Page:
If towns remain divided — if Catholics have their schools and buildings, and Protestants have theirs — if we can’t see ourselves in one another, if fear and resentment are allowed to harden, that encourages division. It discourages cooperation.

Surely the common schools do a better job inculcating the value of political tolerance than the sectarian schools… right?

In reality, as my colleague Neal McCluskey has painstakingly demonstrated, government schools often force citizens into political conflict. Parents and educators clash over issues of pedagogy, curriculum, morality, sexuality, etc. Too often, deciding which policies a government school will adopt is a zero-sum game

Moreover, the empirical evidence demonstrates that private schools (including religiously sectarian ones) do as well or better than government schools at inculcating political tolerance. In 2007, Dr. Patrick Wolf conducted a literature review of the research on schooling and political toleration, finding:

The most commonly used method of measuring such political tolerance first asks respondents to either think of their least-liked political group or select one from a list that includes such groups as the Ku Klux Klan, American Nazis, the religious right, and gay activists. It then asks whether respondents would permit members of the disliked group to exercise constitutional rights such as making a public speech, running for political office, and teaching in the public schools. Other studies simply ask respondents whether they would permit various activities from a group with whom they disagree, without first asking them to choose their least-liked group. In either case, responses are aggregated into a tolerance scale.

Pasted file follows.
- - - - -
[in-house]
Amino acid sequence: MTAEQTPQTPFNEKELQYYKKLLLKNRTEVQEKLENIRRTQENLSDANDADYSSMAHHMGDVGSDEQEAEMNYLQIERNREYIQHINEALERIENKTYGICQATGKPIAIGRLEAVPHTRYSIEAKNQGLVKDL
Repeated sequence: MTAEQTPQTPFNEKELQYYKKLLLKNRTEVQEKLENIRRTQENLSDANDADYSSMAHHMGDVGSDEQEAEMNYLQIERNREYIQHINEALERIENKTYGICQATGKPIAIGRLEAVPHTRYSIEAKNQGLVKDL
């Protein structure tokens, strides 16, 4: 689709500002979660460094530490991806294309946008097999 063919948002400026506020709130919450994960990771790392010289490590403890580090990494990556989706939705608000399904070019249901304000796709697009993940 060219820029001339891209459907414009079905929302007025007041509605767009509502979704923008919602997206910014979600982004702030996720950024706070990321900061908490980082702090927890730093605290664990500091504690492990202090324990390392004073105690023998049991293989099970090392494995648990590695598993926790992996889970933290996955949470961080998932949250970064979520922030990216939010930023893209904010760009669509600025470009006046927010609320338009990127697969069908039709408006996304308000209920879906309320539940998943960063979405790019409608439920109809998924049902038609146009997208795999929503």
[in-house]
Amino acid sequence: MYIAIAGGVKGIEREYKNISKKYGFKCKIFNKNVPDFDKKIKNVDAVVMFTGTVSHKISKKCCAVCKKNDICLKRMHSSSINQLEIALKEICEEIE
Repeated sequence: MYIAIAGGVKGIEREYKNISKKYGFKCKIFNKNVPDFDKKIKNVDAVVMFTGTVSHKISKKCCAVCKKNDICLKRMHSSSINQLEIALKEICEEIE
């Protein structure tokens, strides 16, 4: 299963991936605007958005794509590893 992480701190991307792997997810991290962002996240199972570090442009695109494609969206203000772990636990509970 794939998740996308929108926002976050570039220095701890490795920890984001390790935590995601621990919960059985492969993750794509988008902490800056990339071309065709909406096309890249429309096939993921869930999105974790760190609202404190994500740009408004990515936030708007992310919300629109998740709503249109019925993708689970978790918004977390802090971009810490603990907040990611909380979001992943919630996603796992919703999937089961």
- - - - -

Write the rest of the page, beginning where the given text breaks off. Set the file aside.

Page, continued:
With one exception, the findings regarding the effect of school choice on political tolerance are confined to the neutral-to-positive range. Eleven findings—five of them from the more-rigorous studies—indicate that school choice increases political tolerance.

The studies do not tell us why the private schools tend to outperform the government schools at fostering political tolerance. Prof. Jay P. Greene, the author of two of the studies in Wolf’s literature review, offered two potential explanations:

It may be that private schools are better at teaching civic values like tolerance, just as they may be more effective at teaching math or reading. It is also possible that, contrary to elite suspicion, religion can teach important lessons about human equality and dignity that inspire tolerance.

It may also be that private schools recognize the importance of the political tolerance that allows them to operate without government intrusion. The same political tolerance that protects them also protects other institutions and groups, including those with diametrically opposite values. Whereas the government schools force zero-sum conflicts—meaning that some people ultimately prevail at forcing their view on others—a market in education allows parents to select the schools that reflect their values.